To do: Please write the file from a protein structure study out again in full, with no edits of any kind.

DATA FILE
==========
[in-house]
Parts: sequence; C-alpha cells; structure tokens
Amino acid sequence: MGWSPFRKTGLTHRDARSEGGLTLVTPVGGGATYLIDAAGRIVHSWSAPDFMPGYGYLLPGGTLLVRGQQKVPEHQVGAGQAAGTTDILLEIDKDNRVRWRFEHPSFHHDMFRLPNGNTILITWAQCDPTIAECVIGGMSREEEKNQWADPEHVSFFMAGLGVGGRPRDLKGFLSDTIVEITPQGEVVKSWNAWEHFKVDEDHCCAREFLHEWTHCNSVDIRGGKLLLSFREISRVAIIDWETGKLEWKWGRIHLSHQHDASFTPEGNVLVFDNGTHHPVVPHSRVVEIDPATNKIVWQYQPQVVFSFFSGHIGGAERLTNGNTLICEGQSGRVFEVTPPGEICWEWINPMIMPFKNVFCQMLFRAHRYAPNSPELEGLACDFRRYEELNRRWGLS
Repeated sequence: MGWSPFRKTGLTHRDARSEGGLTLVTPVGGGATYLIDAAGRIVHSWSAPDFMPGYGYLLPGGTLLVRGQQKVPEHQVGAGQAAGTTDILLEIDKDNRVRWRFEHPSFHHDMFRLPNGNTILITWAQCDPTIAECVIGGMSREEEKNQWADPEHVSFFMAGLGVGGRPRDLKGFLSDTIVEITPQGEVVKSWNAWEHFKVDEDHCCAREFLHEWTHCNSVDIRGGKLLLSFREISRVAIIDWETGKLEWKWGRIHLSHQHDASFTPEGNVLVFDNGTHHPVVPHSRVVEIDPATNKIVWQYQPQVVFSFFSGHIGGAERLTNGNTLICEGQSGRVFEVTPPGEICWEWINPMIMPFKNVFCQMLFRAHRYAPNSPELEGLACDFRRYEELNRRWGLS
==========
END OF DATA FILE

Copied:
[in-house]
Parts: sequence; C-alpha cells; structure tokens
Amino acid sequence: MGWSPFRKTGLTHRDARSEGGLTLVTPVGGGATYLIDAAGRIVHSWSAPDFMPGYGYLLPGGTLLVRGQQKVPEHQVGAGQAAGTTDILLEIDKDNRVRWRFEHPSFHHDMFRLPNGNTILITWAQCDPTIAECVIGGMSREEEKNQWADPEHVSFFMAGLGVGGRPRDLKGFLSDTIVEITPQGEVVKSWNAWEHFKVDEDHCCAREFLHEWTHCNSVDIRGGKLLLSFREISRVAIIDWETGKLEWKWGRIHLSHQHDASFTPEGNVLVFDNGTHHPVVPHSRVVEIDPATNKIVWQYQPQVVFSFFSGHIGGAERLTNGNTLICEGQSGRVFEVTPPGEICWEWINPMIMPFKNVFCQMLFRAHRYAPNSPELEGLACDFRRYEELNRRWGLS
Repeated sequence: MGWSPFRKTGLTHRDARSEGGLTLVTPVGGGATYLIDAAGRIVHSWSAPDFMPGYGYLLPGGTLLVRGQQKVPEHQVGAGQAAGTTDILLEIDKDNRVRWRFEHPSFHHDMFRLPNGNTILITWAQCDPTIAECVIGGMSREEEKNQWADPEHVSFFMAGLGVGGRPRDLKGFLSDTIVEITPQGEVVKSWNAWEHFKVDEDHCCAREFLHEWTHCNSVDIRGGKLLLSFREISRVAIIDWETGKLEWKWGRIHLSHQHDASFTPEGNVLVFDNGTHHPVVPHSRVVEIDPATNKIVWQYQPQVVFSFFSGHIGGAERLTNGNTLICEGQSGRVFEVTPPGEICWEWINPMIMPFKNVFCQMLFRAHRYAPNSPELEGLACDFRRYEELNRRWGLS